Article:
PyPI repository got rid of 11 packages that were stealing Discord tokens and passwords

PyPI got rid of 11 packages
Written by Emma Davis

The official Python Package Index (PyPI) repository got rid of 11 malicious packages that stole user data (including Discord tokens and passwords) and installed shells on victims’ systems (for remote access by attackers).

In total, the packages have been downloaded and installed over 30,000 times, according to DevOps JFrog, who discovered this set of malicious libraries.

Almost all libraries were developed by different authors, as each of them demonstrated different malicious behaviour and extracted data from infected machines in its own way:

  1. Importantpackage (downloaded 6305 times) and important-package (downloaded 12,897 times): hidden connectback shell for using the trevorc2 client;
  2. pptest (downloaded 10,001 times): used DNS to send hostname + ‘|’ + os.getcwd () + ‘|’ + str (self.get_wan_ip ()) + ‘|’ + local_ip_str;
  3. ipboards (downloaded 946 times): dependency confusion, sent user data (username, hostname) via DNS tunneling to;
  4. owlmoon (uploaded 3285 times): a Trojan stealing Discord tokens, tokens were sent to Qs7hpsymbwaDlZ3
  5. DiscordSafety (uploaded 557 times): Trojan stealing Discord tokens, tokens were sent to;
  6. Trrfab (downloaded 287 times): dependency confusion, sent user data (id, hostname as well as / etc / passwd, / etc / hosts and / home) to;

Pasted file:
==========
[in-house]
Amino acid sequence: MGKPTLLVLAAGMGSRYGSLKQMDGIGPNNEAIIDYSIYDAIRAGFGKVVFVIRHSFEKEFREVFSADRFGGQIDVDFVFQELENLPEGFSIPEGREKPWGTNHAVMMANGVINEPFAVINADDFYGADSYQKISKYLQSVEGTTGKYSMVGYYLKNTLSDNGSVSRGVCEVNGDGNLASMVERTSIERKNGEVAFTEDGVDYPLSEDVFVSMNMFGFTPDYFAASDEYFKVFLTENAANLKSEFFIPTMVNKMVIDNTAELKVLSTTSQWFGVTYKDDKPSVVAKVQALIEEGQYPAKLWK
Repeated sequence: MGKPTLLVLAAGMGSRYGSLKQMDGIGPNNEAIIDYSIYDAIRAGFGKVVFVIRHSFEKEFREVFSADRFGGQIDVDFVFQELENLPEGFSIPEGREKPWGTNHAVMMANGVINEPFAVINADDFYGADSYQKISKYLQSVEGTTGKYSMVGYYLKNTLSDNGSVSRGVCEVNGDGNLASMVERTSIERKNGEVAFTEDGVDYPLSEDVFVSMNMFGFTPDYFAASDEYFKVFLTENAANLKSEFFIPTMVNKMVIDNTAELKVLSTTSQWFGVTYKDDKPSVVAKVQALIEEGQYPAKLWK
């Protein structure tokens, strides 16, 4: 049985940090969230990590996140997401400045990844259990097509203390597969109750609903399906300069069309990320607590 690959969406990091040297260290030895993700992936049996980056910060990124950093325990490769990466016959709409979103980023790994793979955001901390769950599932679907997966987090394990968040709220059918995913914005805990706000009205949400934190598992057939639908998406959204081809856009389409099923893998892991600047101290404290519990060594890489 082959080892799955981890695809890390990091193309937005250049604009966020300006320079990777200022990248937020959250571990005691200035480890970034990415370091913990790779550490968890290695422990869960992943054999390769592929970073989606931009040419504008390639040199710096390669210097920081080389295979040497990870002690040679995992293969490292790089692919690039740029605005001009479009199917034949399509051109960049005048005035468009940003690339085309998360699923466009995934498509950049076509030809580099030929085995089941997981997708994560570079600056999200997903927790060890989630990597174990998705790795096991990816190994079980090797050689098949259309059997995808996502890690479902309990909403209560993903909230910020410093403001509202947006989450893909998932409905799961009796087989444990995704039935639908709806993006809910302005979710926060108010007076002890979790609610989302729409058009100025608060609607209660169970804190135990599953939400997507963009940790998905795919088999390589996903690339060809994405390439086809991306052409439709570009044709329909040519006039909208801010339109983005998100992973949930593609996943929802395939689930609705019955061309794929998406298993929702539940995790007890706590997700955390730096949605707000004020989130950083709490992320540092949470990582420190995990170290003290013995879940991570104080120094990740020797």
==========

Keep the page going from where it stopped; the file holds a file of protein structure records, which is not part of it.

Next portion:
7. 10Cent10 (downloaded 490 times) and 10Cent11 (downloaded 490 times): connectback shell with hard-coded address;
  8. yandex-yt (downloaded 4183 times): prints pwned messages and points to a possibly malicious domain at;
  9. yiffparty (uploaded 1859 times): a Trojan stealing Discord tokens, tokens were sent to Qs7hpsymbwaDlZ6-RiBlUBlUBl_Qs7hpsyqwaDlZR3HiRiRu

Thus, 10 out of 11 packages were openly malicious, while the yandex-yt library could be some kind of test or a joke, although it could also turn into a malware delivery channel.

The researchers also emphasize that the two packages abused the relatively new dependency confusion technique. That is, attackers registered packages with names that could be used inside closed corporate networks, hoping that their package would be used after the corporate package was removed (if the dependency tree was not updated).

Let me also remind you that we talked about the Spammers attack PyPI and GitLab repositories.

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About the author

Emma Davis

I'm writer and content manager (a short time ago completed a bachelor degree in Marketing from the Gustavus Adolphus College). For now, I have a deep drive to study cyber security.

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